The US Air Force is aiming to improve how efficiently it uses fuel by collecting data on consumption across all of its fleet.

Previously, the USAF had not captured and retained sufficient aviation fuel data to accurately evaluate its operations, the service said. For example, only about 30% of USAF fuel use was captured in a sortie-level database in 2017.

As part of its Operational Energy Data Collection Strategy, established in 2018, the USAF is trying to gather information on all of its fuel usage. The initiative is led by the Air Force Operational Energy office and is partly prompted by the service’s war-gaming priorities, which are examining the role of fuel consumption and logistics in military operations.

As part of the strategy, the USAF is establishing best practices for fuel use by its largest consumers of aviation fuel, such as the Boeing C-17A transport and KC-135 aerial refueling tanker.


Boeing C-17

US Air Force

The service is also looking to save weight on aircraft parts. In 2018, the USAF says it replaced heavy metal chains with lightweight synthetic tie downs and winch cables on the C-17A, reducing weight by approximately 454kg (1,000lb) per aircraft.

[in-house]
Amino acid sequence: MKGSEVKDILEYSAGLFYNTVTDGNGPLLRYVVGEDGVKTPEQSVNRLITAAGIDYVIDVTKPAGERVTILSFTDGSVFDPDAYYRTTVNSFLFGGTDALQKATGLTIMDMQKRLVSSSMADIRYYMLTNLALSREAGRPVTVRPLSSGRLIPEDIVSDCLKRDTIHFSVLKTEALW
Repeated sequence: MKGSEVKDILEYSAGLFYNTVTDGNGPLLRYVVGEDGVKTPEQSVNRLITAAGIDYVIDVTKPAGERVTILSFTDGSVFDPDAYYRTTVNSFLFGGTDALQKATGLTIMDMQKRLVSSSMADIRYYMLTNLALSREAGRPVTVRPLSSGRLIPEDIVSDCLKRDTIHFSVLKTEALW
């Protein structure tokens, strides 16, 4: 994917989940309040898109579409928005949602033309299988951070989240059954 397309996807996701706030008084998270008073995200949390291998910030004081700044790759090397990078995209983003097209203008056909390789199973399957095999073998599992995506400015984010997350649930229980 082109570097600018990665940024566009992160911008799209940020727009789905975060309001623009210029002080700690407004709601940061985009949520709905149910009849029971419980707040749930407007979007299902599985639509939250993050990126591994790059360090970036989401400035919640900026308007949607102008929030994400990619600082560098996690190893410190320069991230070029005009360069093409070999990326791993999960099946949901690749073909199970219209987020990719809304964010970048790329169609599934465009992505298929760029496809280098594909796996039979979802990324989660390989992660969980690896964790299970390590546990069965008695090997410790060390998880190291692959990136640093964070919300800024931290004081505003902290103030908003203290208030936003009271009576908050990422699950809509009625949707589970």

The strategy is also changing the way the USAF flies. In recent years, the service directed fifth generation fighters to be flown closer to maximum range airspeed during coronet missions, flights which deliver or rotate aircraft to and from overseas bases. According to the USAF, the faster speed decreases overall fuel consumption by about 6%, and reduces flight hours by about 10%.

The USAF says it demonstrated the Lockheed Martin F-22 saving fuel with this higher airspeed method in 2017. And, this year, it was formalising the procedure and expanding it to include the Lockheed Martin F-35.